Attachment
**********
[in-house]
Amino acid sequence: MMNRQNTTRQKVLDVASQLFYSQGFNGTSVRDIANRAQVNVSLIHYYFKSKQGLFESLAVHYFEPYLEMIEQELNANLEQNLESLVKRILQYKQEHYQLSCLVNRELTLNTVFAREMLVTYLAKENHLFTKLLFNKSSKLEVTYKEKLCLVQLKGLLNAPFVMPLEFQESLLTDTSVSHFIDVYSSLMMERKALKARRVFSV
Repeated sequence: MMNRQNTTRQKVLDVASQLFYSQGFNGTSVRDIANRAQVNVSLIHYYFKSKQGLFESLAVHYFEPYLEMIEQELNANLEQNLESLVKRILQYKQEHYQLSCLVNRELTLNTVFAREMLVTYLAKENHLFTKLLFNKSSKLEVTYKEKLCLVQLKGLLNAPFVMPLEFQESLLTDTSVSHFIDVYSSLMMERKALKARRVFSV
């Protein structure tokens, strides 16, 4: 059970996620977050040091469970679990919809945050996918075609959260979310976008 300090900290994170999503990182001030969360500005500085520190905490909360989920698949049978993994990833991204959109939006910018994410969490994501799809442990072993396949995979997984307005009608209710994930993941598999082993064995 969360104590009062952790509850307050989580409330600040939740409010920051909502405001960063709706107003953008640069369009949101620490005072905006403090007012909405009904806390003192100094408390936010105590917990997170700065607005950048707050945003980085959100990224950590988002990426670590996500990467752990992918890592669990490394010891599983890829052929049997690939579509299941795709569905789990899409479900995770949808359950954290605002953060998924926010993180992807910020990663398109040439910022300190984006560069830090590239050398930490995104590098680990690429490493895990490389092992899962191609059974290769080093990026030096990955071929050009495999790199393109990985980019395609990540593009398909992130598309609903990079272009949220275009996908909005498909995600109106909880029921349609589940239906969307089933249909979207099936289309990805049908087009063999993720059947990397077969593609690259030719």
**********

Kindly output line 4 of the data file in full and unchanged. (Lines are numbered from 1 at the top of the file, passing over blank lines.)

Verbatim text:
């Protein structure tokens, strides 16, 4: 059970996620977050040091469970679990919809945050996918075609959260979310976008 300090900290994170999503990182001030969360500005500085520190905490909360989920698949049978993994990833991204959109939006910018994410969490994501799809442990072993396949995979997984307005009608209710994930993941598999082993064995 969360104590009062952790509850307050989580409330600040939740409010920051909502405001960063709706107003953008640069369009949101620490005072905006403090007012909405009904806390003192100094408390936010105590917990997170700065607005950048707050945003980085959100990224950590988002990426670590996500990467752990992918890592669990490394010891599983890829052929049997690939579509299941795709569905789990899409479900995770949808359950954290605002953060998924926010993180992807910020990663398109040439910022300190984006560069830090590239050398930490995104590098680990690429490493895990490389092992899962191609059974290769080093990026030096990955071929050009495999790199393109990985980019395609990540593009398909992130598309609903990079272009949220275009996908909005498909995600109106909880029921349609589940239906969307089933249909979207099936289309990805049908087009063999993720059947990397077969593609690259030719």